- JON BARLOW HUDSON -
I have been creating large-scale projects for public environments since 1976, throughout Ohio, the States and in 27 countries: 23 throughout China alone. This has provided me with a uniquely broad experience of art & sculpture in many different cultural & architectural contexts. My 1st "% for art" project, POLARIS, was for Miami/Dade in 1979, in Homestead Public Library.
I work on any scale, in a wide range of materials, in various motifs & types of installation. While many of my projects have been in various kinds of metal such as stainless steel; I especially like working with stone. Many of my large-scale projects have involved working with various types of clients in both early & later stages, sometimes developing a project with them. Virtually all have been designed with their intended sites uppermost in mind, within budget & on schedule.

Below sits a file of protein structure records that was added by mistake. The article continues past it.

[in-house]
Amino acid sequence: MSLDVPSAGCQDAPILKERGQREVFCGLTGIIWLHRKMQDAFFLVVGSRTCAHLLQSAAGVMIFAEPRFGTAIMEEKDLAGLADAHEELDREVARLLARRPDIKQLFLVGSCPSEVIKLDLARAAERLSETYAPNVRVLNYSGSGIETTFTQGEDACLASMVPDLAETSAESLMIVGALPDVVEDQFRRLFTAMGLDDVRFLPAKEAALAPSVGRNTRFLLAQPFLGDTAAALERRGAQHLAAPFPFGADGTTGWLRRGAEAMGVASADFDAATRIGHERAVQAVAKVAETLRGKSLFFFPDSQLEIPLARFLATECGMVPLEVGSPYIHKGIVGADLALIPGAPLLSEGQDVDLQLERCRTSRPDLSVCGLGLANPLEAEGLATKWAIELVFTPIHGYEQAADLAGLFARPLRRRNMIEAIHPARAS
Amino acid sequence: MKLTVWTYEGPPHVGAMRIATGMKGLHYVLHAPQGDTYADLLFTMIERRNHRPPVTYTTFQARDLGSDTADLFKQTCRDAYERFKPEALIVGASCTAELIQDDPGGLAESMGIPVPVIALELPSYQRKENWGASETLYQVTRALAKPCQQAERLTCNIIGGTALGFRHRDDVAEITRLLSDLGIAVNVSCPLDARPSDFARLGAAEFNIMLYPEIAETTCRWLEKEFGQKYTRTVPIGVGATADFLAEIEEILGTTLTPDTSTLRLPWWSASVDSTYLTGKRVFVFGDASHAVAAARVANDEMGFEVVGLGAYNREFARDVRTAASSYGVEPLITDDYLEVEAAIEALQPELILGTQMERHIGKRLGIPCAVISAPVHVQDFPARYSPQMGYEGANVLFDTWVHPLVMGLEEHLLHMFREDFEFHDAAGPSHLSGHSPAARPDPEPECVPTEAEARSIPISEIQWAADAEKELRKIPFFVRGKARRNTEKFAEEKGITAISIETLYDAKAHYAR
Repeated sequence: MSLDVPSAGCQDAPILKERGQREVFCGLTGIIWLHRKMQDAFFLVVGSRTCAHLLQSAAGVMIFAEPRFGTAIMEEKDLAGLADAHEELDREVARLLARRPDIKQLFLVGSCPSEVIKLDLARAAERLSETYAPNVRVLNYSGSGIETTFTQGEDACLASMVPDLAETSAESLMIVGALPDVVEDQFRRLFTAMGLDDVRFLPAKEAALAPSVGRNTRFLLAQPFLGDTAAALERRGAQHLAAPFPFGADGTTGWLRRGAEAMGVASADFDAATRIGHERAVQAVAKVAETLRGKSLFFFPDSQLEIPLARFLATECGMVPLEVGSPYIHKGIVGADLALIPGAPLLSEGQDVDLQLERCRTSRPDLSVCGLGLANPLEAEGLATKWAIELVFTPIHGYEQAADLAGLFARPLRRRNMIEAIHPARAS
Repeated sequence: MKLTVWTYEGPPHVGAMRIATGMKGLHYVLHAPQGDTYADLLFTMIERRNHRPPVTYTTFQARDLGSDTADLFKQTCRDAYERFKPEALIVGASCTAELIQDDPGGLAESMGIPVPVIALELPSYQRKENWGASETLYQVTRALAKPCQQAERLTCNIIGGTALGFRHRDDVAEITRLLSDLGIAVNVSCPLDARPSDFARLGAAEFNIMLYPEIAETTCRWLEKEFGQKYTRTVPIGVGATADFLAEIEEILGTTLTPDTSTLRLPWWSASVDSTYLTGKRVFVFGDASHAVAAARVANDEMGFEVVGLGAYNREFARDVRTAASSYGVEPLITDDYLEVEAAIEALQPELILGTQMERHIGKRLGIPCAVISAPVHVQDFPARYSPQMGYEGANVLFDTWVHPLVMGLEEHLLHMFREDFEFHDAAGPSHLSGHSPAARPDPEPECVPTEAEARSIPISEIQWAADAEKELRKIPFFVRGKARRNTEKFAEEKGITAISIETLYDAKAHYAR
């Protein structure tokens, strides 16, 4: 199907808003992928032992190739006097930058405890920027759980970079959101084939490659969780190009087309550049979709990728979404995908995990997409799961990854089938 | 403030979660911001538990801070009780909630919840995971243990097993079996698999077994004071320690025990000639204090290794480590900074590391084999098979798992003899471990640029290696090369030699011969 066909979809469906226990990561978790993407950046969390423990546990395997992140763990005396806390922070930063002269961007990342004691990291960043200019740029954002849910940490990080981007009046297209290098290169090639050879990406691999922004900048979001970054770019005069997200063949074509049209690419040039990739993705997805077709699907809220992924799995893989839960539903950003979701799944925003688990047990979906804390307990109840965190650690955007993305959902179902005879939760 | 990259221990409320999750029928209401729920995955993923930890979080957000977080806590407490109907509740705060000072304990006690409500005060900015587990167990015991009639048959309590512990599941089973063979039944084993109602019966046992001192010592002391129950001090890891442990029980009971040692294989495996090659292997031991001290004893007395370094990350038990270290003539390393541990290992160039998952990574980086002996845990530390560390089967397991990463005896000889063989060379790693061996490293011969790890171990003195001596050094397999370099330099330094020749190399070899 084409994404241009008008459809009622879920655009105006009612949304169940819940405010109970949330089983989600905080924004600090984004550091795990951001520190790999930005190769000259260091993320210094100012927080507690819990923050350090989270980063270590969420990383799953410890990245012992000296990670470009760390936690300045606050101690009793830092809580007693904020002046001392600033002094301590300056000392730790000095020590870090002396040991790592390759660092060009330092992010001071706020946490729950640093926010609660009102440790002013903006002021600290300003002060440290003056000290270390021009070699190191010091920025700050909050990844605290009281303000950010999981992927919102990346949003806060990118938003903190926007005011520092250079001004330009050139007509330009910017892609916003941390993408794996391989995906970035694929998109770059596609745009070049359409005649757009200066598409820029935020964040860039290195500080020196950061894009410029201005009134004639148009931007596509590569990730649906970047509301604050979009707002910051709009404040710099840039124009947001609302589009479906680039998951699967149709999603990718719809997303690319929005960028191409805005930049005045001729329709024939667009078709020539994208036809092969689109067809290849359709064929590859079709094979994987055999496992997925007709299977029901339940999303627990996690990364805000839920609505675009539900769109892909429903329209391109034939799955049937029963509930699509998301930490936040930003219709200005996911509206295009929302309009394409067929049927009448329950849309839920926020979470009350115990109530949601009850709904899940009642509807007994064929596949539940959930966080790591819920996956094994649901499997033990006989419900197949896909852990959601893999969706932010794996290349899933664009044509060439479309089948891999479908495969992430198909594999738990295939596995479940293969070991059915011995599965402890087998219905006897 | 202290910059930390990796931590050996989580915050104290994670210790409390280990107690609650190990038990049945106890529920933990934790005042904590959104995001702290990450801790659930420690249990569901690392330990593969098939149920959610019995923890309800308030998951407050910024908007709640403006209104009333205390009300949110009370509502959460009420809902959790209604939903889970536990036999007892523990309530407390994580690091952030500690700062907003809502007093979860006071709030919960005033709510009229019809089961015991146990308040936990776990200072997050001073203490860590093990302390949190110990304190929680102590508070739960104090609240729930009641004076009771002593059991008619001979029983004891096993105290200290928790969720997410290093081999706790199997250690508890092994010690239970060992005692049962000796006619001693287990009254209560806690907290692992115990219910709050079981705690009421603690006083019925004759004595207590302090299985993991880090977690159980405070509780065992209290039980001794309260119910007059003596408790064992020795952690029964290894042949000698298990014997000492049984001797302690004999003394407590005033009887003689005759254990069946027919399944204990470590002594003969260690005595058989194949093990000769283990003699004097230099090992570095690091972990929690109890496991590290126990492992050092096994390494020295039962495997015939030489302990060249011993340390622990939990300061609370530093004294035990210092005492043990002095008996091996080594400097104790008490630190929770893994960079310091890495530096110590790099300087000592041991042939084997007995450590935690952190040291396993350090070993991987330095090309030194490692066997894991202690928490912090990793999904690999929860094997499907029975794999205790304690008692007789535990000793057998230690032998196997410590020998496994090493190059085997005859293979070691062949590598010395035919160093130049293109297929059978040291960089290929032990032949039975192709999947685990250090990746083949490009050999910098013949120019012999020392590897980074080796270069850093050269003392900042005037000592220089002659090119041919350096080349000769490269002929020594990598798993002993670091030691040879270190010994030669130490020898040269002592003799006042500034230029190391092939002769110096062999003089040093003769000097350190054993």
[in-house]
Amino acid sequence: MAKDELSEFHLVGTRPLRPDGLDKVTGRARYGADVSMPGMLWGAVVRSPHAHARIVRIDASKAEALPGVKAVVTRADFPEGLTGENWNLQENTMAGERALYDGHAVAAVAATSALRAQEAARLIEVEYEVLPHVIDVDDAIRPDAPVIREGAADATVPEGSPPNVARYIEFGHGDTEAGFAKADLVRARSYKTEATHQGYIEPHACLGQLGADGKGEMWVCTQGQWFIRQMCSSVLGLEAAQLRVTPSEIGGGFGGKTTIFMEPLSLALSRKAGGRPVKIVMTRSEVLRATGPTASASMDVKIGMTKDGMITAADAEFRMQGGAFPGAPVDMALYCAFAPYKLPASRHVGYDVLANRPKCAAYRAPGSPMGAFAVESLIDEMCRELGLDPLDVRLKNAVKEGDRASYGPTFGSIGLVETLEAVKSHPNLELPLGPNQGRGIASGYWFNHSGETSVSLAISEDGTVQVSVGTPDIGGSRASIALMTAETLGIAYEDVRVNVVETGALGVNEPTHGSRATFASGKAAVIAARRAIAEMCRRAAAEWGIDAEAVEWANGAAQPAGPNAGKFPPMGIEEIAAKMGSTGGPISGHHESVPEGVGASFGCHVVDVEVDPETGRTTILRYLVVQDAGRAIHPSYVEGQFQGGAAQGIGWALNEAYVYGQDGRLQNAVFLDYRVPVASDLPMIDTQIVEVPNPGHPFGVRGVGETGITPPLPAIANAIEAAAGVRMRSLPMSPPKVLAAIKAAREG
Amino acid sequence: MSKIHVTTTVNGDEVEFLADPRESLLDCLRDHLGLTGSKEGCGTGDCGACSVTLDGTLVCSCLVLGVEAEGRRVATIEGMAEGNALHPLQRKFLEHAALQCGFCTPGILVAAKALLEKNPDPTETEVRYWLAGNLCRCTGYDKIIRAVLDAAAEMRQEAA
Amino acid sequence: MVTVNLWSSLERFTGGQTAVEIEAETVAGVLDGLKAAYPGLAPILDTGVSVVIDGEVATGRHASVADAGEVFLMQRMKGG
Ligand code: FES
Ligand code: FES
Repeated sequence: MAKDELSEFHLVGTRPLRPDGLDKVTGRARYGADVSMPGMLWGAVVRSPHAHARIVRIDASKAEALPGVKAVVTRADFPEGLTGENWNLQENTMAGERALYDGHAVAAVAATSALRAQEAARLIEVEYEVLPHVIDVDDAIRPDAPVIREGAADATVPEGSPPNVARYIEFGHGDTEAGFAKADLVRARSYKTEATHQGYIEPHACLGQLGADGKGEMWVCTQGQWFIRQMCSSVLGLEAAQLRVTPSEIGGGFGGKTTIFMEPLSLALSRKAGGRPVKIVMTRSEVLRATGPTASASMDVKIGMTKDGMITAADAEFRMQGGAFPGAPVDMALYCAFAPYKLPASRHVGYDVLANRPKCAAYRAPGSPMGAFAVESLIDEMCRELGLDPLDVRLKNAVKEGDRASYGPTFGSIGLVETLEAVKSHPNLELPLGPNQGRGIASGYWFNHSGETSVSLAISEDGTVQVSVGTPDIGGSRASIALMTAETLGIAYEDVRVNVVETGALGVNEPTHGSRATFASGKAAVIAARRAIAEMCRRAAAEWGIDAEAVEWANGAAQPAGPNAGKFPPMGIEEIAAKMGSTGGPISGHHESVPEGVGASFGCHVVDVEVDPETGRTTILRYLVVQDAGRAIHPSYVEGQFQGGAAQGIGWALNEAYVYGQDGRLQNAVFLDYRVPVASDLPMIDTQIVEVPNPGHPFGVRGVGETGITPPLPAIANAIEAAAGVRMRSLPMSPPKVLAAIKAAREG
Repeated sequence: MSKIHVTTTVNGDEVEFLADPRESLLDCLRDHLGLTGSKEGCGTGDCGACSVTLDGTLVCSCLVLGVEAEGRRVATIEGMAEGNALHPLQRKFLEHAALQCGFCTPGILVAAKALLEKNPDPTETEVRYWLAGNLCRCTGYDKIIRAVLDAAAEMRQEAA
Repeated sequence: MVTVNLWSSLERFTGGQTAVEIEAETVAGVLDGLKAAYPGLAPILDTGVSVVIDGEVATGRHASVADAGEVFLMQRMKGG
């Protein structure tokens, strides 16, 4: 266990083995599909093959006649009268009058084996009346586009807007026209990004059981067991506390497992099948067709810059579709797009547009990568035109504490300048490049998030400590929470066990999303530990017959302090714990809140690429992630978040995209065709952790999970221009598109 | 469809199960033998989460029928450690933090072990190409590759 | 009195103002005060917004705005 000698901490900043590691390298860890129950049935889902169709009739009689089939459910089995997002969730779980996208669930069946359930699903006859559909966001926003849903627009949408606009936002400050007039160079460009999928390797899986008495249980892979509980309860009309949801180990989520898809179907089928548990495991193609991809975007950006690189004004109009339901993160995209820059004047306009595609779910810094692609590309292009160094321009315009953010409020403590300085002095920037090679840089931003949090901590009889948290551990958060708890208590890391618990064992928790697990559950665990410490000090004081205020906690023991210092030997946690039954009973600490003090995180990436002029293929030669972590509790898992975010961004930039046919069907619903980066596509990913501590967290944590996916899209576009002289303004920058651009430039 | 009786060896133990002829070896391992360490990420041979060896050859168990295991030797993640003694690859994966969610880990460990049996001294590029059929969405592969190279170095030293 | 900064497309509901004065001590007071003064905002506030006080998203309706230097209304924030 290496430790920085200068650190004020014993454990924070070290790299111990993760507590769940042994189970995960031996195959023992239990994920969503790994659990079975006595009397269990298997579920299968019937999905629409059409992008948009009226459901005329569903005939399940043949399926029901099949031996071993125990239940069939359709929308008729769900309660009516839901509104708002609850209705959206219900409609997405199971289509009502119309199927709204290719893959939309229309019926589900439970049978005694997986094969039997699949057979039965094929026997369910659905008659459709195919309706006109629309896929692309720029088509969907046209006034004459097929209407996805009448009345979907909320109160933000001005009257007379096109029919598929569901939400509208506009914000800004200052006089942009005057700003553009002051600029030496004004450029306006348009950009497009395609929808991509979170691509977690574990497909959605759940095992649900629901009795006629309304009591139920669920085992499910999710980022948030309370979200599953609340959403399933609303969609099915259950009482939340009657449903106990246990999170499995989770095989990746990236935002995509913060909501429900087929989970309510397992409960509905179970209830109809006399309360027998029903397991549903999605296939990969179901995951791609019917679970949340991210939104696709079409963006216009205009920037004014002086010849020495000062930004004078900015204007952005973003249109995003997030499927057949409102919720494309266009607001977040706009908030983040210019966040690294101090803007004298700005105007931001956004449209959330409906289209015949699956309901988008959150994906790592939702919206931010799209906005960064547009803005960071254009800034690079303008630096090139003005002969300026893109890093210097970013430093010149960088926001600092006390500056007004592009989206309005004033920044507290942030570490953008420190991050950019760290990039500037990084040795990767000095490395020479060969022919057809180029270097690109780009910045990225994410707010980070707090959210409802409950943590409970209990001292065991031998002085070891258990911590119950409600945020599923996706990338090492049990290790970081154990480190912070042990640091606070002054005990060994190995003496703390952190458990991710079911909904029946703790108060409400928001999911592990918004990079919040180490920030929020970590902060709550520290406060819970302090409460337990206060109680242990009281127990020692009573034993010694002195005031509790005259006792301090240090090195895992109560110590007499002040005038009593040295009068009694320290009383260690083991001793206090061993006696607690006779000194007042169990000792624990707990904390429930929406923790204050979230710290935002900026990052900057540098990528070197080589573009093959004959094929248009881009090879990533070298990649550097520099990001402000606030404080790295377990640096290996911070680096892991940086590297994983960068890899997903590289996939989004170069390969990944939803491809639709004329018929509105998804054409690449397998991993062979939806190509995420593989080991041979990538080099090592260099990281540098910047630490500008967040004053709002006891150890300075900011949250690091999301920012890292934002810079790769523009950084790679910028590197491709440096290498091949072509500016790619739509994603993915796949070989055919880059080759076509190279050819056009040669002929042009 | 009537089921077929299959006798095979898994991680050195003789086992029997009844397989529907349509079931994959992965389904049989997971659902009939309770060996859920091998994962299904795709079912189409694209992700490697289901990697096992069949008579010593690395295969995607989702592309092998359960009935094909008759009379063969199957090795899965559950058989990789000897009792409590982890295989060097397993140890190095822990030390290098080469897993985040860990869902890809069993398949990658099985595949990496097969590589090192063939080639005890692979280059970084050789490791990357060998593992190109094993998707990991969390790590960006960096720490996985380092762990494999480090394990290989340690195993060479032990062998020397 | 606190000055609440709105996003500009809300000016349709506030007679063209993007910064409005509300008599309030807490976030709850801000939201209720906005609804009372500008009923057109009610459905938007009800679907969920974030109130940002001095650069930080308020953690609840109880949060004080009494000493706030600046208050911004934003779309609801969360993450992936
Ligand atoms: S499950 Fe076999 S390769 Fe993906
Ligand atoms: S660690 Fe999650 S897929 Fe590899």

One of the more notable such was working with Expo 88 in Brisbane, Australia, for which I built the 100 ft. high stainless steel PARADIGM, which included 66 airplane lights, representing the DNA structure, axis mundi, world tree & nature.
The mirror--polished stainless steel MORNING STAR II was also commissioned at 15’dia. representing the pole star & the “still point of the turning world”: now reinstalled in the Brisbane Botanical Gardens.
One of my China projects is WIND DRAGON created for the 2008 Beijing Olympics, representing the axis mundi & an abstract dragon. My sculpture projects tend to be abstract, often geometric in 1 way or another.
Certain projects might have more literal, humanistic or figurative aspects. My stone sculptures tend to be a balance of natural aspects with human interventions.